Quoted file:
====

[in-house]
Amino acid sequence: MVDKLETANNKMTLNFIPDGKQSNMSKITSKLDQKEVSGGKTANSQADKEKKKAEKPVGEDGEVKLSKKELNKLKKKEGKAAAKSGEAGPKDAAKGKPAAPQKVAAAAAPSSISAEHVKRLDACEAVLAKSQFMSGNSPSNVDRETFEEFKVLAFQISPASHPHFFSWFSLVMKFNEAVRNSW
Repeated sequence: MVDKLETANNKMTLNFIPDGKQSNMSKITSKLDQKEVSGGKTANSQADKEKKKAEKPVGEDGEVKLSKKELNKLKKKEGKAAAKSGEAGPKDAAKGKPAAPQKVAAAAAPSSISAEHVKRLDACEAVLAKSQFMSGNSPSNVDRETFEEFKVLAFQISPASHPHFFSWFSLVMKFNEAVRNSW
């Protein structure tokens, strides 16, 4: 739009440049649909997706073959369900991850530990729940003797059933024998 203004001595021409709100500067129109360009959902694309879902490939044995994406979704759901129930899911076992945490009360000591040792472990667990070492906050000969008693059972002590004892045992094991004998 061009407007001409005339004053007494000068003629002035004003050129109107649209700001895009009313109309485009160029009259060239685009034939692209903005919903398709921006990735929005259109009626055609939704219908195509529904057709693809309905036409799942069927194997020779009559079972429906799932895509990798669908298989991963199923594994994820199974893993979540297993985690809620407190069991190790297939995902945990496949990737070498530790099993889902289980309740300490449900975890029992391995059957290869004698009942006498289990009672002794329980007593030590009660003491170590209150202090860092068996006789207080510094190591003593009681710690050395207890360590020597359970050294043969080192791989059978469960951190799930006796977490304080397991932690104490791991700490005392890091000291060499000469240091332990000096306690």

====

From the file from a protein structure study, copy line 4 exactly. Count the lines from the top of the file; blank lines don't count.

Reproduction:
């Protein structure tokens, strides 16, 4: 739009440049649909997706073959369900991850530990729940003797059933024998 203004001595021409709100500067129109360009959902694309879902490939044995994406979704759901129930899911076992945490009360000591040792472990667990070492906050000969008693059972002590004892045992094991004998 061009407007001409005339004053007494000068003629002035004003050129109107649209700001895009009313109309485009160029009259060239685009034939692209903005919903398709921006990735929005259109009626055609939704219908195509529904057709693809309905036409799942069927194997020779009559079972429906799932895509990798669908298989991963199923594994994820199974893993979540297993985690809620407190069991190790297939995902945990496949990737070498530790099993889902289980309740300490449900975890029992391995059957290869004698009942006498289990009672002794329980007593030590009660003491170590209150202090860092068996006789207080510094190591003593009681710690050395207890360590020597359970050294043969080192791989059978469960951190799930006796977490304080397991932690104490791991700490005392890091000291060499000469240091332990000096306690």